Parshat Naso, Numbers 4:21-7:89
Gematria explains a word or group of words according to the numerical equivalent of its letters. Alef = 1, bet = 2, gimmel = 3, etc. Both the Babylonians and Greeks used it (obviously not in Hebrew!) and it was introduced in Israel during the time of the Second Temple. While there is some debate (isn’t there always?) about whether the use of gematria exposes meaning within the text or bolsters meaning already discovered, I came across an interesting explanation of this week’s Torah portion.
In Naso, we learn that men and women can take a special vow to consecrate themselves to God. The text specifies for a man that he shall not drink wine, cut his hair or go near a corpse. When taking such a Nazirite vow, the length has generally been accepted as being for 30 days. Why? Not because it was written in the Torah, but rather because the word yihyeh, meaning “he shall be [consecrated]” in Numbers 6:5, adds up to the numerical value of 30! In other words, yud (10) + hey (5) + yud (10) + hey (5) = 30. And 30 is time enough to be.
Nowadays, there is a lot of research about how much time it takes to make a habit stick. Just how many days or weeks or years does it take to change, whether we speak of diet, promptness, hours of television, exercise regimen or any other aspect of our lives? It makes sense to me that 30 days of commitment should be enough to change a pattern — and the key part is that 30 days does not feel overwhelming. “Oh, I can do that for 30 days!” I could easily hear someone say.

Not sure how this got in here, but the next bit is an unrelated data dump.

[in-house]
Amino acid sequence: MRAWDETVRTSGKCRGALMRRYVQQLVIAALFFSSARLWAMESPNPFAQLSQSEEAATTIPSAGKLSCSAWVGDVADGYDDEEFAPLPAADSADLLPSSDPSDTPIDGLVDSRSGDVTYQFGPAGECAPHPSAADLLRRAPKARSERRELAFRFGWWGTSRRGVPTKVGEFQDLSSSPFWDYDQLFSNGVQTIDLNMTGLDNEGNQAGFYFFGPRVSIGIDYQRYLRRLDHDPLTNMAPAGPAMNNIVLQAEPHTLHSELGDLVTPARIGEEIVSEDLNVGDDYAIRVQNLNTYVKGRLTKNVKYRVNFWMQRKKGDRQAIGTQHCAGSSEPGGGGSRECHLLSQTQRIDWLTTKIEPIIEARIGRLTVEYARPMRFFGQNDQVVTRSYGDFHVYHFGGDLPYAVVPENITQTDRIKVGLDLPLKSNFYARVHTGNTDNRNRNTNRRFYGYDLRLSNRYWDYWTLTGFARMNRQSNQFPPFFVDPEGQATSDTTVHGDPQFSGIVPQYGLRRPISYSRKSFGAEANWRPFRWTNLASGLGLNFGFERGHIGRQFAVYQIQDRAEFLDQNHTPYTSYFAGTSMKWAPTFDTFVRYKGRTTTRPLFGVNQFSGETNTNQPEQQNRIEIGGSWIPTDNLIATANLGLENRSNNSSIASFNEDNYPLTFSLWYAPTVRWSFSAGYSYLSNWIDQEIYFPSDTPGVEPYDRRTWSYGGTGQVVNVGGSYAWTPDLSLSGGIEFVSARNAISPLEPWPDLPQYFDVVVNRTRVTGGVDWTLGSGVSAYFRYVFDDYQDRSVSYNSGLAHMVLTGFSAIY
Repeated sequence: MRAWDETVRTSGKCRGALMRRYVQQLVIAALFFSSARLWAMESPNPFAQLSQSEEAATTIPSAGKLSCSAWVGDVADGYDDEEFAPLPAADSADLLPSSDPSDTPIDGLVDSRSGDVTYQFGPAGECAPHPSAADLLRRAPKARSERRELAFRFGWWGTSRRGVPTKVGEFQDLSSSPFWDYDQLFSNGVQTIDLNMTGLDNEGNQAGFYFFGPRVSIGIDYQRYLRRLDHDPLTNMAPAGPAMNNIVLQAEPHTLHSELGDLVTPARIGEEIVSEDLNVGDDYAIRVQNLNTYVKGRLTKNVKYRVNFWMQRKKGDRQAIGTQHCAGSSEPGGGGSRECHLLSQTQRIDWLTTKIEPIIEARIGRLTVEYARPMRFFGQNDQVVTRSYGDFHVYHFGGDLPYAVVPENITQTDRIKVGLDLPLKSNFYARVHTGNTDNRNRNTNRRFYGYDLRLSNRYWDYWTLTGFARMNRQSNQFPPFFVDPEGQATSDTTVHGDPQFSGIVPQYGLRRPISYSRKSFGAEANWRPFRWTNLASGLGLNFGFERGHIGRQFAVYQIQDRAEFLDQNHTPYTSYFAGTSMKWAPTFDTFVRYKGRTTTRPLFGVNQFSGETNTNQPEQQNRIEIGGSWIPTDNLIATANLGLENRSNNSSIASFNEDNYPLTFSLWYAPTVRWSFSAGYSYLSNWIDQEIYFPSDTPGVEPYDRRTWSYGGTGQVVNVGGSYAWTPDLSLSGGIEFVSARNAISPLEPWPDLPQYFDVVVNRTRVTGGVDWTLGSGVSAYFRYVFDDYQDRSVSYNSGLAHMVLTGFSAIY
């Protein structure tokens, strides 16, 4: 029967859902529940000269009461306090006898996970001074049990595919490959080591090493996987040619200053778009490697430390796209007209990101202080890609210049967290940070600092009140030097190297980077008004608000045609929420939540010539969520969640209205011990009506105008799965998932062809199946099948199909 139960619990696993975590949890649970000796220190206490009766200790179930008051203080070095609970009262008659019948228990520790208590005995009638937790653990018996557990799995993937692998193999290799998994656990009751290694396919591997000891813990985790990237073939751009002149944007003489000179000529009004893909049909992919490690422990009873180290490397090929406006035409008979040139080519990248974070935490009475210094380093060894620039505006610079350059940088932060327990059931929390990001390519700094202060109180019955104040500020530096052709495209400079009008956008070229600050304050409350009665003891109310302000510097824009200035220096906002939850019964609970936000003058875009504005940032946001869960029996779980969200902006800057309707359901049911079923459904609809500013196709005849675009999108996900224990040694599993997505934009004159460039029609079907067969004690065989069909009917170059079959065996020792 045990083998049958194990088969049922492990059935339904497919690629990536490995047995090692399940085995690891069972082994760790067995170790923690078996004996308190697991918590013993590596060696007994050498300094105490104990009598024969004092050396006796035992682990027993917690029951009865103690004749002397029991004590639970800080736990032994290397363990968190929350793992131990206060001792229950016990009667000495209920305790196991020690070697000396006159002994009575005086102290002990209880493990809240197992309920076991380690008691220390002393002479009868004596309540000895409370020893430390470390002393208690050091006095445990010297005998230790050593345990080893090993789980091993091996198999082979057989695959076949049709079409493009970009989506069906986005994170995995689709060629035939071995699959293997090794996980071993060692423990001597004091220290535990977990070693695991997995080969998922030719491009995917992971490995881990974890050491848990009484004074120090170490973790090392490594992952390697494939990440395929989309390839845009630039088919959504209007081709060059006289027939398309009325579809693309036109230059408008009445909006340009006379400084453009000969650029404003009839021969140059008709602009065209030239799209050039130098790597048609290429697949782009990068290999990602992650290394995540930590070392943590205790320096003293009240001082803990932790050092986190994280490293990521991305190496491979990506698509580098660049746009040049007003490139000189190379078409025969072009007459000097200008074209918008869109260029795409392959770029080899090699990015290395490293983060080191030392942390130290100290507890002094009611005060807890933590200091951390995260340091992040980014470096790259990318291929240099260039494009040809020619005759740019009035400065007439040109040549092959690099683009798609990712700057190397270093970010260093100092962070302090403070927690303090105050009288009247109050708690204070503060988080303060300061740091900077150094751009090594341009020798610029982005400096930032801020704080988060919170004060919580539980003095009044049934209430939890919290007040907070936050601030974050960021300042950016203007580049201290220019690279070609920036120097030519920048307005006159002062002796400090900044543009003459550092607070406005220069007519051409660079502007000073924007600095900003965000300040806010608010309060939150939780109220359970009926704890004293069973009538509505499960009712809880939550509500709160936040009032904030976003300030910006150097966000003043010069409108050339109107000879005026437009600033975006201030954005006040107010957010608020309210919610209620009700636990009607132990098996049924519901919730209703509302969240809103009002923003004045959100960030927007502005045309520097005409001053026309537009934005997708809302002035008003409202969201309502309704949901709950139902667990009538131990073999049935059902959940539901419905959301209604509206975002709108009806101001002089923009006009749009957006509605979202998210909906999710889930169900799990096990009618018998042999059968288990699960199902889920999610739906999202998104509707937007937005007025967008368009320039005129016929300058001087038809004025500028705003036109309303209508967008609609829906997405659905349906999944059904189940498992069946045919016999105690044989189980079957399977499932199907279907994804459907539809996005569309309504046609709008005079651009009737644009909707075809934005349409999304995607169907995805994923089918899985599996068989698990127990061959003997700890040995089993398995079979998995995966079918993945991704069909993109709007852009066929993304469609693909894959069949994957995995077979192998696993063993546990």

As a proof text, in a sense, we think of our other “30 days” — those of shloshim after a loved one dies and before entering the next phase of living life without him or her. During these 30 days, we have gone back to work and we begin to adjust to daily life without our loved one. Though the emotion of mourning does not stick with a strict schedule, daily life’s routines begin to adjust within those 30 days.
Thirty days is an opportunity to invest in life and change. It worked for our ancestors. It helps our mourners. It is even given the “thumbs up” by popular research. Are you ready to give a 30-day try? Are you ready to be?
Rabbi Barbara AB Symons is the rabbi of Temple David in Monroeville. This column is a service of the Greater Pittsburgh Rabbinic Association.